The falling snow blurs the forest landscape, hiding the pines and the aspen trees. Even the rocks and underbrush lining the remote highway are mostly obscured by the practical blizzard.The hum of the van's engine drones on, constant ambience that filters through my ears and into my thoughts. Warm air blasts my face as I adjust the heater, wishing for the hundredth time today that I could have taken my car. But I couldn't. It wouldn't be safe on these mountain roads, and I need to get away.
Better safe than sorry.
Even though it's been several hours since I left, my nerves have yet to settle. It might have been the obvious fear on my mom's face as she said goodbye, or my own paranoid imaginations of everything that could go wrong--heck, it could just be the chill that's making me shiver like this.
But the heat is turned all the way up and last I checked, this van had a functional heater.
There are just some things nobody should have to go through. Some things that no one is ever prepared for. And it seems the more unexpected an event is, the more disturbing it has the potential to be. Maybe that's just due to the overactive thoughts I inevitably go through all the time, running through every possible scenario, planning for each one without ever really having a plan, all the while knowing that half the things I'm imaging myself doing would be impossible for me. I can't really stop it, though. It's my brain, and it has its own plan.
I wonder what kind of fear has the power to stop my imaginings, my plans, my obsessive worries. I've been scared before, but never like this. Never so much that my thoughts sound foreign to me. This is a slow burning terror, and I can't even find the strength in me to examine the source. I'm just running away, driving across three states with no more of a plan than where I'm headed. I'm freezing inside, and it burns.
By now, Mom will have called her parents to explain my impromptu visit.
As the tingling in my fingers subsides, I turn down the heater, sudenly realizing that my seat warmer has been running for who knows how long, and my butt is on fire. My left hand fumbles along the side of my seat, finding the controls to switch it off.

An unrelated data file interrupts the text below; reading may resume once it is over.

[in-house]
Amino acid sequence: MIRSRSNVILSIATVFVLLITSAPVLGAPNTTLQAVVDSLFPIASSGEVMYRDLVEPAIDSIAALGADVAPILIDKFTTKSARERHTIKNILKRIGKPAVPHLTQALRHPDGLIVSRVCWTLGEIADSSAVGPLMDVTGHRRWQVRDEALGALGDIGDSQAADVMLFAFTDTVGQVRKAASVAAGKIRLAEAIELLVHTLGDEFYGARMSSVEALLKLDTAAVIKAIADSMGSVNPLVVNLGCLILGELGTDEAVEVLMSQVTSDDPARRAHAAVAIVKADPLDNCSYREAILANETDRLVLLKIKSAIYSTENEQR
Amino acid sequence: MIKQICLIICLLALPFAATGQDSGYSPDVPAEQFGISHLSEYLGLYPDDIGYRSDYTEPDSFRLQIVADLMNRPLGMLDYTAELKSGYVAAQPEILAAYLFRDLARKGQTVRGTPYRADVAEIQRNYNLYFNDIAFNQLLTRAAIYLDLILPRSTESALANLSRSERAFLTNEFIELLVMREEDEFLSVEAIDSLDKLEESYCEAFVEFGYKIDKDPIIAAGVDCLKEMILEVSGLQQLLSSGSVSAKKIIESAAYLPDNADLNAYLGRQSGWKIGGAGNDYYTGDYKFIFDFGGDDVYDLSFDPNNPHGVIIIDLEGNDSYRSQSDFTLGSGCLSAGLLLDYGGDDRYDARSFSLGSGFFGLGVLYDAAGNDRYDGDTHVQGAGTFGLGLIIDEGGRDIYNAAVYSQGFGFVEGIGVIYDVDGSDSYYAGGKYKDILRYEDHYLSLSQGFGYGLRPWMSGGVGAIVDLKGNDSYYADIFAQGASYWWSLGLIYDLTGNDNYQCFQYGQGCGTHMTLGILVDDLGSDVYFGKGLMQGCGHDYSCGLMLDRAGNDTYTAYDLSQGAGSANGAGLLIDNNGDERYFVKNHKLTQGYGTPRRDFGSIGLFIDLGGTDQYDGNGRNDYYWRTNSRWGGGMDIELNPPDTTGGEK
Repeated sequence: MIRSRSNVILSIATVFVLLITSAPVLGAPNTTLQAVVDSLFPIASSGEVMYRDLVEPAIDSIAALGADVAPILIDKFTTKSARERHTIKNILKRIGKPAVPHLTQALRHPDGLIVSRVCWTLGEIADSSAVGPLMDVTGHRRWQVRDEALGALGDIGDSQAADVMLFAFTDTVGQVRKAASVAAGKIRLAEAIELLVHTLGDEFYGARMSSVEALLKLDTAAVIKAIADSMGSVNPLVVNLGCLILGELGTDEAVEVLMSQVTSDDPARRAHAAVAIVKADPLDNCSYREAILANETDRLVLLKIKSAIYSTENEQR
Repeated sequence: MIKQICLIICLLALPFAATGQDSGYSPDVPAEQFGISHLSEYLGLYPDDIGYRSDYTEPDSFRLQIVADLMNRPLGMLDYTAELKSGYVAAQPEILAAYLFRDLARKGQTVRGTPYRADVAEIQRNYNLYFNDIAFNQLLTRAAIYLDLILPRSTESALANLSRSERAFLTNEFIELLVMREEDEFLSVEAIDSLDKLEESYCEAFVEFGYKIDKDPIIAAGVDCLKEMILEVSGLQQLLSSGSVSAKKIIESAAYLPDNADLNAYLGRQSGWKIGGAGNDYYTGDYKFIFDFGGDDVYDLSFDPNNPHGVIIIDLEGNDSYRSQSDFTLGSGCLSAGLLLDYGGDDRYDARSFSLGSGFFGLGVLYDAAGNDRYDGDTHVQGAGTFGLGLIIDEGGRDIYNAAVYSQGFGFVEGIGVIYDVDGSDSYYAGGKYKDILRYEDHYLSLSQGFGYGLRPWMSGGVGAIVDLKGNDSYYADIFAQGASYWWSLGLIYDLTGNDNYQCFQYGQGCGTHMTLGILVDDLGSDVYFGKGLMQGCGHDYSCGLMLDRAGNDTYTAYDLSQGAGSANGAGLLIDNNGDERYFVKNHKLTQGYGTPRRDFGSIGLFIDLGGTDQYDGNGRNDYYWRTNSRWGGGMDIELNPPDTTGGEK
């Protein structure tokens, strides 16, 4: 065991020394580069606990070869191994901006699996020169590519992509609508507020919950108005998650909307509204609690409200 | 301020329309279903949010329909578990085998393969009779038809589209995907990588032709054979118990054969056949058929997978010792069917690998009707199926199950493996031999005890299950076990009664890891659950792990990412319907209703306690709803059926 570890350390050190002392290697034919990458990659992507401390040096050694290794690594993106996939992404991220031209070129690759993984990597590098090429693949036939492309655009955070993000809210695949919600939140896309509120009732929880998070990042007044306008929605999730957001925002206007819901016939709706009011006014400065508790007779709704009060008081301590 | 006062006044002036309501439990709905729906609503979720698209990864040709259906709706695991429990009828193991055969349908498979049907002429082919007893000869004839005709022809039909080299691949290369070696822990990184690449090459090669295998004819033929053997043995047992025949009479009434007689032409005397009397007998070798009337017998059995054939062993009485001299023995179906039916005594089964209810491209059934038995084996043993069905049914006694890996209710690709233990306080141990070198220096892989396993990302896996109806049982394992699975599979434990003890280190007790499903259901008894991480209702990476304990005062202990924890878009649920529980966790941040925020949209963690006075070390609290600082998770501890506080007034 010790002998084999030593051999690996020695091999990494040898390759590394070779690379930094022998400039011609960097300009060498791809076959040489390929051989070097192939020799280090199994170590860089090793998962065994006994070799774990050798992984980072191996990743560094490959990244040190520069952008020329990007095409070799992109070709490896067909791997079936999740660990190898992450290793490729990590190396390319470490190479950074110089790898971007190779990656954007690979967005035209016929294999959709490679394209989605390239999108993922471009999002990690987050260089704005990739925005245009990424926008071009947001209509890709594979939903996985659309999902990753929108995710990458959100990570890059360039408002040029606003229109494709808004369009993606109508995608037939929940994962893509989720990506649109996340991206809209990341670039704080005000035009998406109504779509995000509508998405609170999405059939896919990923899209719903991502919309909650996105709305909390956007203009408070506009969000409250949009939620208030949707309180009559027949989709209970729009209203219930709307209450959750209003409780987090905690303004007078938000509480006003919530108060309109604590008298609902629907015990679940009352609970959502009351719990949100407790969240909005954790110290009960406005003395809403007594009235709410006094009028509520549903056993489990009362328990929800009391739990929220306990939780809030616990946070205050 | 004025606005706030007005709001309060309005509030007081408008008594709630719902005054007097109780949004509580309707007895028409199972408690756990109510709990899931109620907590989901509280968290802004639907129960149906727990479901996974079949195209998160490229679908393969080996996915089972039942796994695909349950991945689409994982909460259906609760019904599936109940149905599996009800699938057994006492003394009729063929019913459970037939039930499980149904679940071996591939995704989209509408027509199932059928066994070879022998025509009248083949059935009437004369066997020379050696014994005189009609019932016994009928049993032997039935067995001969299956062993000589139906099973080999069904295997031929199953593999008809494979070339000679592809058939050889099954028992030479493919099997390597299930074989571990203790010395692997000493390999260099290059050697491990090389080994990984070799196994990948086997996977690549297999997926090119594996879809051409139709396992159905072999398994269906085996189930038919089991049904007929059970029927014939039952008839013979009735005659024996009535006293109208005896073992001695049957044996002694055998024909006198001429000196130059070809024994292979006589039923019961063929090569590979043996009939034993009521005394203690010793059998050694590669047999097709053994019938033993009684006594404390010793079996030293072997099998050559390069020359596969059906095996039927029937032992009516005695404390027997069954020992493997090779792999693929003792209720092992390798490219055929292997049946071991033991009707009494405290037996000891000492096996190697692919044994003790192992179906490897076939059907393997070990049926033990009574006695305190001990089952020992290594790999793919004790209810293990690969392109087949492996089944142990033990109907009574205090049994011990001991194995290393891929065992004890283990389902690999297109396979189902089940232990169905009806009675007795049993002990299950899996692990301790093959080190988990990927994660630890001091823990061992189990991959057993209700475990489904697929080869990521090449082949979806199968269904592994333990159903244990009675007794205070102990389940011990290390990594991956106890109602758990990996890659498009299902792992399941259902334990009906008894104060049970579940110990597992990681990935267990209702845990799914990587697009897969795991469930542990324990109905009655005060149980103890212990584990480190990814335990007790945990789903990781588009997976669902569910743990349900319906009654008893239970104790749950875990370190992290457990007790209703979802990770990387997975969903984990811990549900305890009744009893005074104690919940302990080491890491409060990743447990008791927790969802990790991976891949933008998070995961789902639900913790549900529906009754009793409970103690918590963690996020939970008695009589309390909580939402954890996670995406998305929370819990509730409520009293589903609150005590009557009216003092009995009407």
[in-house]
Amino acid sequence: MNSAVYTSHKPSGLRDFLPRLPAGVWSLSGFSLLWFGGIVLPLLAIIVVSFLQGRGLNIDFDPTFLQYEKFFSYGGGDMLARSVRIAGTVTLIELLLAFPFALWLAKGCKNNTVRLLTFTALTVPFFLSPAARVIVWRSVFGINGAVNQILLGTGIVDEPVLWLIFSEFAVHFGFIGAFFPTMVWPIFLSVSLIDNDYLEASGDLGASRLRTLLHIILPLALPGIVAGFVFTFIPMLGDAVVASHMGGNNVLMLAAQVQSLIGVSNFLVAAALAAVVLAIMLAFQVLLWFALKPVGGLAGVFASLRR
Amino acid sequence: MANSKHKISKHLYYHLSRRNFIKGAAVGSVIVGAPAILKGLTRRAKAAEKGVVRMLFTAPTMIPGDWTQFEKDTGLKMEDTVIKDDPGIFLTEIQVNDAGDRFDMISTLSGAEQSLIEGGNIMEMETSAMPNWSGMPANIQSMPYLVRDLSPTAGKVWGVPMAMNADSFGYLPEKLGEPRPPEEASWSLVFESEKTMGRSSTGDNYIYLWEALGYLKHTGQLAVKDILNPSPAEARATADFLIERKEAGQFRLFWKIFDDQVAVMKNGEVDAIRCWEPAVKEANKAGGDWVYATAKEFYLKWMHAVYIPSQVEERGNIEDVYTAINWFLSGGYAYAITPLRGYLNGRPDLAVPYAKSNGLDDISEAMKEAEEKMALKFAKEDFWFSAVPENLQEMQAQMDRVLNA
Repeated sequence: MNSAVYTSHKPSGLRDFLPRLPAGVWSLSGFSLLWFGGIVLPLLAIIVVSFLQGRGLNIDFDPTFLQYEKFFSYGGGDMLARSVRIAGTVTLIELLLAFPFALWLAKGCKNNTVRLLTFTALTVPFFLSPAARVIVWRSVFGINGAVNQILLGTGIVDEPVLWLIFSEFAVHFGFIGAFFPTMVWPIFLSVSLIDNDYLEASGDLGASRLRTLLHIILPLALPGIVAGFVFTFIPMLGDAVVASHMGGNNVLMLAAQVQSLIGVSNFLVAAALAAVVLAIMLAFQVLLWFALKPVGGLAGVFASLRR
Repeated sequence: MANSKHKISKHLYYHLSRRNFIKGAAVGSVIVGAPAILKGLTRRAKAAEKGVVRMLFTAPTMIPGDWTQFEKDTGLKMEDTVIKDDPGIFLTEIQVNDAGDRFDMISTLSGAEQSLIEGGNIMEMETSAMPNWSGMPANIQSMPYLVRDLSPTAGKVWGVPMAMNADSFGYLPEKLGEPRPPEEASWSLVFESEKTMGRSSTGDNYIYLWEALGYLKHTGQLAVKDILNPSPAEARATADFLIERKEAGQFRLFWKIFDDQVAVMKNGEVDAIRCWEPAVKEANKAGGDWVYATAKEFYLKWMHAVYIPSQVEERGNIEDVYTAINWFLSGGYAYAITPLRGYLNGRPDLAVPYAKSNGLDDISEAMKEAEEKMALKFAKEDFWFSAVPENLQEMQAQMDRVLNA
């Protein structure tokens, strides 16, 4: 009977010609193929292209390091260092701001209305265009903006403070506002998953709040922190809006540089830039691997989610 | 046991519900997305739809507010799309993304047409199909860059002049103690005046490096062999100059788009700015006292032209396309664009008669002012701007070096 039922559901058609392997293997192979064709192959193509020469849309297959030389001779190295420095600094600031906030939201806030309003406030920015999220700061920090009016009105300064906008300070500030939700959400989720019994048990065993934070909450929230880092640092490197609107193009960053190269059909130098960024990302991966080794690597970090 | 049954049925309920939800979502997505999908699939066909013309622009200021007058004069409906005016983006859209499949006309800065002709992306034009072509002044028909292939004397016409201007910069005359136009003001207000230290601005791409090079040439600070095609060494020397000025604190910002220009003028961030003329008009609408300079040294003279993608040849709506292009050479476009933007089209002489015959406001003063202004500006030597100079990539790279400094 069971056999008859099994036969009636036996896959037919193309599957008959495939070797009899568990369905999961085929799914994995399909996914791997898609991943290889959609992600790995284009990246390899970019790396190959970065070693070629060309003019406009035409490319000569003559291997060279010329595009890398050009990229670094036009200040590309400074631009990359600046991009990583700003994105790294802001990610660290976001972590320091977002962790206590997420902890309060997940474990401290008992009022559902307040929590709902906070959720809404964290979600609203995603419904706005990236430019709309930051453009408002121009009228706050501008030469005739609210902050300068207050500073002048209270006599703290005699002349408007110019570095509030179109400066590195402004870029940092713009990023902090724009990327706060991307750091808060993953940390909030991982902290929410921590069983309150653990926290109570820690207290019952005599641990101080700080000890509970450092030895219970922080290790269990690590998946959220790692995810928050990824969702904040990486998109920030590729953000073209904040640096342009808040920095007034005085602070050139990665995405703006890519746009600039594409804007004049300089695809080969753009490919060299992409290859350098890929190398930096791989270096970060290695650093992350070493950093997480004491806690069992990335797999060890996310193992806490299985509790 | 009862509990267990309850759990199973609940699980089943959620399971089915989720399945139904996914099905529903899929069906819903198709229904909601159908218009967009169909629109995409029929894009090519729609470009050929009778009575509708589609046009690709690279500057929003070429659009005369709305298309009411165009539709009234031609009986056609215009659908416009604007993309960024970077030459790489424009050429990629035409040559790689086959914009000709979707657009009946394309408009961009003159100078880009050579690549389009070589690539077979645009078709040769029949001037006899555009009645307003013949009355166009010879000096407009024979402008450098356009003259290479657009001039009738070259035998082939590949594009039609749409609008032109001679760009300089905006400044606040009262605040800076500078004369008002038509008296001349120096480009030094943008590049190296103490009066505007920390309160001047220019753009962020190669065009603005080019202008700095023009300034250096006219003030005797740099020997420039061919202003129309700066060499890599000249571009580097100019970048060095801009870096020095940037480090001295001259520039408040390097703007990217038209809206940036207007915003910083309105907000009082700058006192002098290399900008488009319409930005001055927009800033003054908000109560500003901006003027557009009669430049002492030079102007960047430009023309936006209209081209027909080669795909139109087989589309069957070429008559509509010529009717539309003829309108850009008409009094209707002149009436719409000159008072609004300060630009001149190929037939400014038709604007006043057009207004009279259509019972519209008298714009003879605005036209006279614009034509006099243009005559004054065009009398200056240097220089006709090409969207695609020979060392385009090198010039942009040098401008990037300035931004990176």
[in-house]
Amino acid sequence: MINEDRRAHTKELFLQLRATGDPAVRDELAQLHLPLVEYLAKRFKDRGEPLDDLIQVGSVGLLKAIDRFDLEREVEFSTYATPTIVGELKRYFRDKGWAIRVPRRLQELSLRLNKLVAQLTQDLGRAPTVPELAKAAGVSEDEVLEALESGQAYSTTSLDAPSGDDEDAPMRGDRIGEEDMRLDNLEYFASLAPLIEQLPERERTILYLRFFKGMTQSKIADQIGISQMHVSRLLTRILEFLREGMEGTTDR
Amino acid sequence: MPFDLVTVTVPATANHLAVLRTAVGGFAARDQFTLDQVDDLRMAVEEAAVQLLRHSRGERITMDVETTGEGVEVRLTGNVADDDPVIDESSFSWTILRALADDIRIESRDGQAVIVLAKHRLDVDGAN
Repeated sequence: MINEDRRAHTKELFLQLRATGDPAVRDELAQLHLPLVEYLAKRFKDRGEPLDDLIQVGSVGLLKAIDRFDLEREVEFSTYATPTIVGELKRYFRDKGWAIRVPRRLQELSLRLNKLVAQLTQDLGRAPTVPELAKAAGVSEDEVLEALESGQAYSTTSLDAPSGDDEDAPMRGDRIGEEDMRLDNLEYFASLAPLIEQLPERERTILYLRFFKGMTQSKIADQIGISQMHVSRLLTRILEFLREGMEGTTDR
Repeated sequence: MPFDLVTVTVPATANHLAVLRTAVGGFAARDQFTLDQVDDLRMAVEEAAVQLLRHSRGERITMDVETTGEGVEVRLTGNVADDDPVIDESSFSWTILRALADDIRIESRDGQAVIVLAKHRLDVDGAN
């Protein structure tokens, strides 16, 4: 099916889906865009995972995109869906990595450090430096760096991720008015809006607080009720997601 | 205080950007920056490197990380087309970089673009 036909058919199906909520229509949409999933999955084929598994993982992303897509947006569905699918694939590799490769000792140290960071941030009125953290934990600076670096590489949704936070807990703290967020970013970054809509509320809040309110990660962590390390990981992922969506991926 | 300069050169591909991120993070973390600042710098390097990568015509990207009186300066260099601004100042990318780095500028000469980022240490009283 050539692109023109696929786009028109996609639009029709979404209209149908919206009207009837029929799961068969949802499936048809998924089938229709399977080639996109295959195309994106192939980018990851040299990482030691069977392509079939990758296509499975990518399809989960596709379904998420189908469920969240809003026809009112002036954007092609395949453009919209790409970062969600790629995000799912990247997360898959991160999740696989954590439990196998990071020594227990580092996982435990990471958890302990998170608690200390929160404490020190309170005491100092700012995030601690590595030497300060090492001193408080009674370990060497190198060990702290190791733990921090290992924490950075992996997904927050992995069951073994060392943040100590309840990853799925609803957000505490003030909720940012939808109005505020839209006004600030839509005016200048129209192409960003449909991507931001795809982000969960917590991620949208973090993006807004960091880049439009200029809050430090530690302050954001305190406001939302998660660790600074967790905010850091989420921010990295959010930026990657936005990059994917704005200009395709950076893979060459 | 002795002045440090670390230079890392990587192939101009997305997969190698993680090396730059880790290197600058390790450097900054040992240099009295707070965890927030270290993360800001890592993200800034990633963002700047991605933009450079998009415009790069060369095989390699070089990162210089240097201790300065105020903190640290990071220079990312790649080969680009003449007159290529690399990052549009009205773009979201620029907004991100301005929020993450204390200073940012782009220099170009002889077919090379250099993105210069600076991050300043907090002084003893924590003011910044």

My rights hand goes tap tap tap against the wheel, trying and failing to find a rhythm in the engine's noises. My patience dies and I switch off the heater completely.
Silence fills the car.
There's me, and the car, and the snow, following a lonely ribbon of black asphalt across nature's version of a fence.
The snow flurries over my windshield like a million tiny white birds, zipping past me to fall to the ground. Here, the snow won't melt as quickly as it does in the city. Again, it occurs to me just how alone I am. I'm strangely safe in my solitude.
No people here. No strangers, telling me we should meet up, or complimenting me without reason, or attempting to make conversation about irrelevant things. Even better, no strangers telling me that they feel like they know me. Saying they want to know me more. Even worse...
I startle at the vibration against my thigh, heart racing within only two beats, entire body tensing as my brain scrambles for an explanation.
Then I feel stupid. I sag into my seat, closing my eyes and breating in twice before reaching into my pocket and pulling out my phone.
The notification is a text from Mom. I slow down to read it.
yeah, I reply so she won't worry. I mean, I'm texting, so I'm not really, but this far away from any other drivers...
Better safe than sorry.
I pull over completely, hunching over my phone as I tap the screen.
where are you going to stay again? I ask, forcing myself back into reality. Her response comes twenty seconds later.
Probably Anne's place. Just get to your grandparent's house, don't worry about me. I'll be fine.
My fingers fly across the keyboard.
Not if he finds you and tries to find out where I am. be careful
I am being careful, now get back to driving. everything is going to be fine.
I force myself to do what she says.
I pull onto the road again, windshield wipers rhythmic in their removal of the snow. Four more hours left.
With all the events of the past months, more questions have plagued me than anyone could ever answer. Through the worry, and the paranoia, and the terror of threats and just knowing that someone's watching you, your life falls apart until you can't recognize it. But when you're scared for your life, losing your job doesn't sting so badly. You stop caring for everything you have, instead falling completely in love with what you wish could be real. Safety. Peace--anything but anxiety and insecurity. You're left wondering if some people are just more twisted than the rest of us. And why. Why me.
My phone buzzes again, but I power it off. I'm truly alone.
I don't want to ruin that.
Author Notes: Well. This happened. Please leave a rating! If you don't know what to say, just press space a lot and have it be an empty review.